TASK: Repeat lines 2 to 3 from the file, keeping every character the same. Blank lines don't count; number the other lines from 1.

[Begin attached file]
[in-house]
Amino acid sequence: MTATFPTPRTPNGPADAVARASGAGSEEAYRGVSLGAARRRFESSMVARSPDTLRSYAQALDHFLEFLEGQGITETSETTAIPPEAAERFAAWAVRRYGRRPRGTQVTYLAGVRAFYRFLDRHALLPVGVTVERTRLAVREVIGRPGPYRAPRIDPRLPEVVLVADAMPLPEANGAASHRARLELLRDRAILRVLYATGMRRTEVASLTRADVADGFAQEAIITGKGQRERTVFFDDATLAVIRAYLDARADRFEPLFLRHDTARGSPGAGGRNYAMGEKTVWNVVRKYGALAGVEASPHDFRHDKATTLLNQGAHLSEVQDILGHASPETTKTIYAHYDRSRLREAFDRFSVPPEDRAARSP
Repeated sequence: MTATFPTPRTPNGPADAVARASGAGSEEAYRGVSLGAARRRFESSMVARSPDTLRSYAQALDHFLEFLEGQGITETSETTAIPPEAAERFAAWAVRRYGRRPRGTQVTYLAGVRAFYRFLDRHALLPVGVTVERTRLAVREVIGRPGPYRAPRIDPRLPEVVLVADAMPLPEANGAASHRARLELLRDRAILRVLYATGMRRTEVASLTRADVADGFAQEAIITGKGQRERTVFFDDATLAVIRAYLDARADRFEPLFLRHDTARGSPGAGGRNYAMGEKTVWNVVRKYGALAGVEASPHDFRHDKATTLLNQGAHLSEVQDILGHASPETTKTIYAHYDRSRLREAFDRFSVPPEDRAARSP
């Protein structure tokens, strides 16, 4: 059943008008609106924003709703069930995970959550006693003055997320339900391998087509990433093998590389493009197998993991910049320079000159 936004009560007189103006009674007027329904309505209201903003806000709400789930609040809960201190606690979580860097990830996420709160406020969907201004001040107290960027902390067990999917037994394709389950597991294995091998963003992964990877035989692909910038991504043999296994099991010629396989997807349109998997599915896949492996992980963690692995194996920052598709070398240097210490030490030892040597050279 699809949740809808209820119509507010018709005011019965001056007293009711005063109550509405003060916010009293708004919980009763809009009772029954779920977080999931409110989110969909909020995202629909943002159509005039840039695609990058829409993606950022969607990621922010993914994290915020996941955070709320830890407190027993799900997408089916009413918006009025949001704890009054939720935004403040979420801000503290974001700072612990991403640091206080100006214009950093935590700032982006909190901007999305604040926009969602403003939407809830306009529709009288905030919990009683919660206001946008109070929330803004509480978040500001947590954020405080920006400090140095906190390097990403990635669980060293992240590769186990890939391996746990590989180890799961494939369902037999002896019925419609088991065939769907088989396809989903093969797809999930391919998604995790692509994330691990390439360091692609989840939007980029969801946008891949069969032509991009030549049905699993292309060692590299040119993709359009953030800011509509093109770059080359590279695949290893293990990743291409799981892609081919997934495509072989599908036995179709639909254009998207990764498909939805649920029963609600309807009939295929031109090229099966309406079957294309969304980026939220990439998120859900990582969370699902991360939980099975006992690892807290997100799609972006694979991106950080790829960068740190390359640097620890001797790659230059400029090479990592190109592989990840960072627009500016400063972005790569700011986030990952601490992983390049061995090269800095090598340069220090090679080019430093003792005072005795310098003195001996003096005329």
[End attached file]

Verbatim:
Amino acid sequence: MTATFPTPRTPNGPADAVARASGAGSEEAYRGVSLGAARRRFESSMVARSPDTLRSYAQALDHFLEFLEGQGITETSETTAIPPEAAERFAAWAVRRYGRRPRGTQVTYLAGVRAFYRFLDRHALLPVGVTVERTRLAVREVIGRPGPYRAPRIDPRLPEVVLVADAMPLPEANGAASHRARLELLRDRAILRVLYATGMRRTEVASLTRADVADGFAQEAIITGKGQRERTVFFDDATLAVIRAYLDARADRFEPLFLRHDTARGSPGAGGRNYAMGEKTVWNVVRKYGALAGVEASPHDFRHDKATTLLNQGAHLSEVQDILGHASPETTKTIYAHYDRSRLREAFDRFSVPPEDRAARSP
Repeated sequence: MTATFPTPRTPNGPADAVARASGAGSEEAYRGVSLGAARRRFESSMVARSPDTLRSYAQALDHFLEFLEGQGITETSETTAIPPEAAERFAAWAVRRYGRRPRGTQVTYLAGVRAFYRFLDRHALLPVGVTVERTRLAVREVIGRPGPYRAPRIDPRLPEVVLVADAMPLPEANGAASHRARLELLRDRAILRVLYATGMRRTEVASLTRADVADGFAQEAIITGKGQRERTVFFDDATLAVIRAYLDARADRFEPLFLRHDTARGSPGAGGRNYAMGEKTVWNVVRKYGALAGVEASPHDFRHDKATTLLNQGAHLSEVQDILGHASPETTKTIYAHYDRSRLREAFDRFSVPPEDRAARSP